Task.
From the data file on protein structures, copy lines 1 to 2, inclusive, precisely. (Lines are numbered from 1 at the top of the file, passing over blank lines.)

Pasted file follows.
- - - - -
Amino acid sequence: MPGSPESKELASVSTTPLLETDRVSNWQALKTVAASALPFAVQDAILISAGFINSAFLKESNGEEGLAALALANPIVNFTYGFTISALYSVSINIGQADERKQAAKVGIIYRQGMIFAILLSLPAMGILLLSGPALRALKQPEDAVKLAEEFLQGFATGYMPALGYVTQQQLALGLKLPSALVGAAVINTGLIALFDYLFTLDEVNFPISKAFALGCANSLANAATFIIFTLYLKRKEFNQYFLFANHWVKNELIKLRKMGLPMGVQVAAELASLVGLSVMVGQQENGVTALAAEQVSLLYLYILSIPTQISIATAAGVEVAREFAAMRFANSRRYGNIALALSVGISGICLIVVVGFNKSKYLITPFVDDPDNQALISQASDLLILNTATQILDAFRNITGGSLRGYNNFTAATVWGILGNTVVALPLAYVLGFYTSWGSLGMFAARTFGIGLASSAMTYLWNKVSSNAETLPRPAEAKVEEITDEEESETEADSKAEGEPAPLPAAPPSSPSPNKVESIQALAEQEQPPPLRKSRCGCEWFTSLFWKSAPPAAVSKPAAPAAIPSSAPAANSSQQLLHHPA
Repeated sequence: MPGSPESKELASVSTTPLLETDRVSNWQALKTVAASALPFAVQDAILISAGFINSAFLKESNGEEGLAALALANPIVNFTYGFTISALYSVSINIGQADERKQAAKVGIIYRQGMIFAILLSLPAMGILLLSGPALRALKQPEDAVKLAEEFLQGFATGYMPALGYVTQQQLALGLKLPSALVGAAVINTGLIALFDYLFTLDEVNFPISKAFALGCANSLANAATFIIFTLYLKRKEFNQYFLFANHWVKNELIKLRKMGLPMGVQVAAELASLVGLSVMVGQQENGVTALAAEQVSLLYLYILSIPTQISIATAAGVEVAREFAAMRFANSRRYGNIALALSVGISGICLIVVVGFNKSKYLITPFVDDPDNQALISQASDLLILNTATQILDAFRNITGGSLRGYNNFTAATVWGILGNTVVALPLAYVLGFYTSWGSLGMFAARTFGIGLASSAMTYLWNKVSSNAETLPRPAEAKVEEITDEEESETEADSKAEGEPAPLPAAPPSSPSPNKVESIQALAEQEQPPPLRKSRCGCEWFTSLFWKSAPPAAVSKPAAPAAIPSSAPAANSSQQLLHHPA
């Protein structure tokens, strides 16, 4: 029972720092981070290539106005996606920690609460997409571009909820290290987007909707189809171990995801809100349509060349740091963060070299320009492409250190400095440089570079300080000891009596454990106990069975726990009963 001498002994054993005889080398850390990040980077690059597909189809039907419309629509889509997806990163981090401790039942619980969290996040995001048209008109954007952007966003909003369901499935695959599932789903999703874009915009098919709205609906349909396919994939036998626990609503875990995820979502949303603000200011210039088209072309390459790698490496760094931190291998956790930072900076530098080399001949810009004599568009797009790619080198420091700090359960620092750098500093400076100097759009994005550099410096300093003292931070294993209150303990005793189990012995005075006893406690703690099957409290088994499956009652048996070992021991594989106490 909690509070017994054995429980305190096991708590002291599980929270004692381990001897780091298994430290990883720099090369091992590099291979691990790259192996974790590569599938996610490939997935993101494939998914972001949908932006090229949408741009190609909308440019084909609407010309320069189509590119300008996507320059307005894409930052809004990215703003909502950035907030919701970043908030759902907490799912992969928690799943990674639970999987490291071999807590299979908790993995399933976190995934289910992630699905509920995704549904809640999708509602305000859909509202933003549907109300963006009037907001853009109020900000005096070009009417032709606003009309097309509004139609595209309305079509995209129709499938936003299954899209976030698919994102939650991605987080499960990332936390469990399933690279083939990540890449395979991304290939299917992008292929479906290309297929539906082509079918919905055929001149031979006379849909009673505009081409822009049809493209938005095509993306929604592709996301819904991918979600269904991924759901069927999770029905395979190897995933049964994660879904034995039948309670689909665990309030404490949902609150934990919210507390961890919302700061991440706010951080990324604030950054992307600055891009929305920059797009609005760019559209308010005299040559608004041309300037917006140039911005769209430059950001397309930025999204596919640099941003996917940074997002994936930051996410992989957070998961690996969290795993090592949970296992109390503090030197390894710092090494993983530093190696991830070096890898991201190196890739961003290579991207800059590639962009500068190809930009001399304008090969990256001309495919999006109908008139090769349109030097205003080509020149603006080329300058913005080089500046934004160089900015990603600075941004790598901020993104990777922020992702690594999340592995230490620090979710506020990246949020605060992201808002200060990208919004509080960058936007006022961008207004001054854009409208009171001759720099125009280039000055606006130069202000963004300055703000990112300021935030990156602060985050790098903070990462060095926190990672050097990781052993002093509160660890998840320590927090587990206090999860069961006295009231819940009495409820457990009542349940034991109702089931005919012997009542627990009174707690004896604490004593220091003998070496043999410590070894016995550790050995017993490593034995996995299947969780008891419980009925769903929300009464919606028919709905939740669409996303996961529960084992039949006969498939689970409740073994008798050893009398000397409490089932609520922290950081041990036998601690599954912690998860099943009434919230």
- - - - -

Amino acid sequence: MPGSPESKELASVSTTPLLETDRVSNWQALKTVAASALPFAVQDAILISAGFINSAFLKESNGEEGLAALALANPIVNFTYGFTISALYSVSINIGQADERKQAAKVGIIYRQGMIFAILLSLPAMGILLLSGPALRALKQPEDAVKLAEEFLQGFATGYMPALGYVTQQQLALGLKLPSALVGAAVINTGLIALFDYLFTLDEVNFPISKAFALGCANSLANAATFIIFTLYLKRKEFNQYFLFANHWVKNELIKLRKMGLPMGVQVAAELASLVGLSVMVGQQENGVTALAAEQVSLLYLYILSIPTQISIATAAGVEVAREFAAMRFANSRRYGNIALALSVGISGICLIVVVGFNKSKYLITPFVDDPDNQALISQASDLLILNTATQILDAFRNITGGSLRGYNNFTAATVWGILGNTVVALPLAYVLGFYTSWGSLGMFAARTFGIGLASSAMTYLWNKVSSNAETLPRPAEAKVEEITDEEESETEADSKAEGEPAPLPAAPPSSPSPNKVESIQALAEQEQPPPLRKSRCGCEWFTSLFWKSAPPAAVSKPAAPAAIPSSAPAANSSQQLLHHPA
Repeated sequence: MPGSPESKELASVSTTPLLETDRVSNWQALKTVAASALPFAVQDAILISAGFINSAFLKESNGEEGLAALALANPIVNFTYGFTISALYSVSINIGQADERKQAAKVGIIYRQGMIFAILLSLPAMGILLLSGPALRALKQPEDAVKLAEEFLQGFATGYMPALGYVTQQQLALGLKLPSALVGAAVINTGLIALFDYLFTLDEVNFPISKAFALGCANSLANAATFIIFTLYLKRKEFNQYFLFANHWVKNELIKLRKMGLPMGVQVAAELASLVGLSVMVGQQENGVTALAAEQVSLLYLYILSIPTQISIATAAGVEVAREFAAMRFANSRRYGNIALALSVGISGICLIVVVGFNKSKYLITPFVDDPDNQALISQASDLLILNTATQILDAFRNITGGSLRGYNNFTAATVWGILGNTVVALPLAYVLGFYTSWGSLGMFAARTFGIGLASSAMTYLWNKVSSNAETLPRPAEAKVEEITDEEESETEADSKAEGEPAPLPAAPPSSPSPNKVESIQALAEQEQPPPLRKSRCGCEWFTSLFWKSAPPAAVSKPAAPAAIPSSAPAANSSQQLLHHPA